Professional baseball pitcher Daniel Norris says music inspired him to live on the road.
Growing up in Johnson City, Tenn., Norris was captivated by singer Jack Johnson’s songs about quirky camping adventures in a VW bus. The music left such a strong impression that Norris, at 18 years old, purchased his own 1978 VW Westfalia microbus with money earned from his first professional baseball signing bonus.
“One of [Johnson’s] songs talks about him and his wife in London, and they had an old VW,” said Norris, now 26. “That inspired me at an early age to form my own rendition of that lifestyle.”
Even after years of steady employment in professional baseball—first with the Toronto Blue Jays, and moving to the Detroit Tigers in 2015—Norris swears by van life. The pitcher still makes time outside of his busy baseball schedule to camp out of his van, nicknamed “Shaggy,” for weeks or even months at a time in the offseason.
“I really just enjoy the solitude of it,” he said. “It replenishes me before a big season.”
For Norris, it’s a ritual of his own; the athlete grabs his surfboard, the bare essentials, and hits the road. He’ll sleep on beaches, in Walmart parking lots or deep in the wilderness. The minimalist lifestyle might clash with affluent stereotypes about professional athletes, but Norris says his trips keep him centered while juggling a lucrative career and major league stardom.
“I wanted to hone in on staying true to who I was,” he explained. “Now that I have more, I want to have less.”
Norris first met Shaggy by connecting with an owner two hours from his home. The car was not originally for sale, though Norris couldn’t help but try to buy it anyway. He loved its soft cream-colored coat and was particularly impressed by its drive-ready condition with minimal rust.
“Everything was original, which I really dug about it,” he recalled. “It was a no-brainer.”
Norris made a persuasive offer and renovated his new car into the travel-ready home he dreamed of. From Tennessee, he drove Shaggy to Florida for spring training. Instead of taking a hotel room with the rest of his teammates, he’d find suitable accommodations around town—that is, those that tolerated his scrappy lifestyle.
“I would get kicked off the beach quite a few times,” he said. “One time, I decided to park at the Blue Jays’ complex. Probably, at like 11:30 or 12:00 that night, I get a knock on the window, and it’s the cops.” Luckily, the encounter ended amicably.
“There were five cops, and they all started laughing when they realized who I was. Asking me questions like, ‘Why do you do this?’” he said. “It was kind of funny.”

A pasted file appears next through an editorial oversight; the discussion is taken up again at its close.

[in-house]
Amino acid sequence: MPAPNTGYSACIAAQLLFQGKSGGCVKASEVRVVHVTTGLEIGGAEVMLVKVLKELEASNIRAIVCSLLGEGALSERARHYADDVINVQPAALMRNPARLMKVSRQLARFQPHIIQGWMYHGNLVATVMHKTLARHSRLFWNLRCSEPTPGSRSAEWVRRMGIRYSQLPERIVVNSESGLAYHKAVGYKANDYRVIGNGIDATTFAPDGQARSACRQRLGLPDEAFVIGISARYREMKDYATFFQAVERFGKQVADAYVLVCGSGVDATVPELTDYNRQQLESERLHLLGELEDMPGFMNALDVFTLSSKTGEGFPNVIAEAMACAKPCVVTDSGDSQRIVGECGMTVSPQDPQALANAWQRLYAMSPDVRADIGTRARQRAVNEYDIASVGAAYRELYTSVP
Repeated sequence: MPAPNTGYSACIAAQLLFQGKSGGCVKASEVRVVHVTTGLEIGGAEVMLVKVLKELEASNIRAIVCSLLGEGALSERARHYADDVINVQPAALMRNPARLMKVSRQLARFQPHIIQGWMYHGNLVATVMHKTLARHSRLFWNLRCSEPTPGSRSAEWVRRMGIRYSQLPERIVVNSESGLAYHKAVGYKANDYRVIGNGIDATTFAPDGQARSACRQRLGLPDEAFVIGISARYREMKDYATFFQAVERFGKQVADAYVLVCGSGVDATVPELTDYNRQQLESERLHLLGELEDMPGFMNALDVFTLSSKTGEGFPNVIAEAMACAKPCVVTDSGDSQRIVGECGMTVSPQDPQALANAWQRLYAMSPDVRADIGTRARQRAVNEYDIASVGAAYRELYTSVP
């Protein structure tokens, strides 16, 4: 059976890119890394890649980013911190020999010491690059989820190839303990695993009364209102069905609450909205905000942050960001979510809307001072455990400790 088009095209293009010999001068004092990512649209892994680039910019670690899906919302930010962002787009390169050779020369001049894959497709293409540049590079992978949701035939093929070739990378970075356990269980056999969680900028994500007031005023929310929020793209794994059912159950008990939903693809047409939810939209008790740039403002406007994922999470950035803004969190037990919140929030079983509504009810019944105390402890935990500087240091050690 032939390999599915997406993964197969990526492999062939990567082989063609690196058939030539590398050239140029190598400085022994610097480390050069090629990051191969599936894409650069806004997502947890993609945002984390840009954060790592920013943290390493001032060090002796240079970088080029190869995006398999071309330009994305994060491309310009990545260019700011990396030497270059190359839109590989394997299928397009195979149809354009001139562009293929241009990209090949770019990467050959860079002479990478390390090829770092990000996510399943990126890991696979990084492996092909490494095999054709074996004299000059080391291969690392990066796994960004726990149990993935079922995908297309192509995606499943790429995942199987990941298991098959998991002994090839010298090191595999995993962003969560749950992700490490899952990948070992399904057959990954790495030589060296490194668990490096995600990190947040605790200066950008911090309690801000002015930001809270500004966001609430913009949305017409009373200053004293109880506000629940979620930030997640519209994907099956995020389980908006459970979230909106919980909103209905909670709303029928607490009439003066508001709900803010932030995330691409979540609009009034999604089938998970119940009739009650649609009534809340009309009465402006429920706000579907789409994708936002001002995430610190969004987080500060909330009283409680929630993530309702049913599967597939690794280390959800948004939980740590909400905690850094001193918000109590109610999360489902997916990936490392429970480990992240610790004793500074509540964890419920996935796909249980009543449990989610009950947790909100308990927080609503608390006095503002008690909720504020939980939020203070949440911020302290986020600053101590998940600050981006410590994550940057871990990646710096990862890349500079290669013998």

For years, Norris and Shaggy were nearly inseparable in the offseason. To the amusement of his teammates, Norris insisted on driving Shaggy down for his seasonal Florida trips. But even though the decades-old car endured year after year of cross-country marathon drives, Norris knew Shaggy would soon reach its limits.
Shaggy broke down three times during a 2015 trip from Tennessee to Oregon. The second time, Norris blew the third cylinder in Kansas. He found a mechanic in Denver who could fix it, but to get there Norris had to drive his beloved car for eight hours at 35 mph. Shaggy lasted one more day before it failed again.
“It was pretty gnarly,” he remembered fondly. “I’m very fortunate for those experiences. I think they’ve helped mold me as a person.”
As he’s tacked on more miles, Norris has gotten handier, too. He handles quick fixes with duct tape and zip ties while learning more about Shaggy’s long-term upkeep.
“I like the idea of fixing it myself,” he said. “My dad’s the hardest worker I’ve ever met, so he’s inspired me to relish those opportunities.”
Now in his eighth year with Shaggy, and fifth season with the Tigers, Norris takes his Westfalia to the shores of South Carolina, a five- to six-hour drive from Tennessee. He’s got the system down—he downsizes more than he used to, and knows to perform maintenance checks before each major drive. Trips have shortened in recent years, though Norris doesn’t plan on abandoning van life anytime soon.
“I plan on having it my whole life,” he said. “It helped me find myself in many ways. It means a lot to me.”